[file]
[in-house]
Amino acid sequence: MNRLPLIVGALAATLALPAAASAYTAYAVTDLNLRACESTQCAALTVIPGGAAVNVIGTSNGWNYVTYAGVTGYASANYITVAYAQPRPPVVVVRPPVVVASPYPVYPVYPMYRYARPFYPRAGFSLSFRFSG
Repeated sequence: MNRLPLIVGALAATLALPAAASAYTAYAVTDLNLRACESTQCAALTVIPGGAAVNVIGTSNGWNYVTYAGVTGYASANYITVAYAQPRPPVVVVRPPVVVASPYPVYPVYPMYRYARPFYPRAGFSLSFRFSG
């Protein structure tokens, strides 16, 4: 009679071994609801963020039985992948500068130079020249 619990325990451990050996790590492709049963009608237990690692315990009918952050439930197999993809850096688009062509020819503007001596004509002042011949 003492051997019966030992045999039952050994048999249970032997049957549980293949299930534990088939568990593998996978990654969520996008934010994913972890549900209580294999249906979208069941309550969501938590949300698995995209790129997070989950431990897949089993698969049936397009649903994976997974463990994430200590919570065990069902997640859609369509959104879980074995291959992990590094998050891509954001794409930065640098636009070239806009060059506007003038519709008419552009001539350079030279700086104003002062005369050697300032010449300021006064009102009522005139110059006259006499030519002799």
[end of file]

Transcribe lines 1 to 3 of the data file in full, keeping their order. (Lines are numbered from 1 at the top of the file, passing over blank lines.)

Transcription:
[in-house]
Amino acid sequence: MNRLPLIVGALAATLALPAAASAYTAYAVTDLNLRACESTQCAALTVIPGGAAVNVIGTSNGWNYVTYAGVTGYASANYITVAYAQPRPPVVVVRPPVVVASPYPVYPVYPMYRYARPFYPRAGFSLSFRFSG
Repeated sequence: MNRLPLIVGALAATLALPAAASAYTAYAVTDLNLRACESTQCAALTVIPGGAAVNVIGTSNGWNYVTYAGVTGYASANYITVAYAQPRPPVVVVRPPVVVASPYPVYPVYPMYRYARPFYPRAGFSLSFRFSG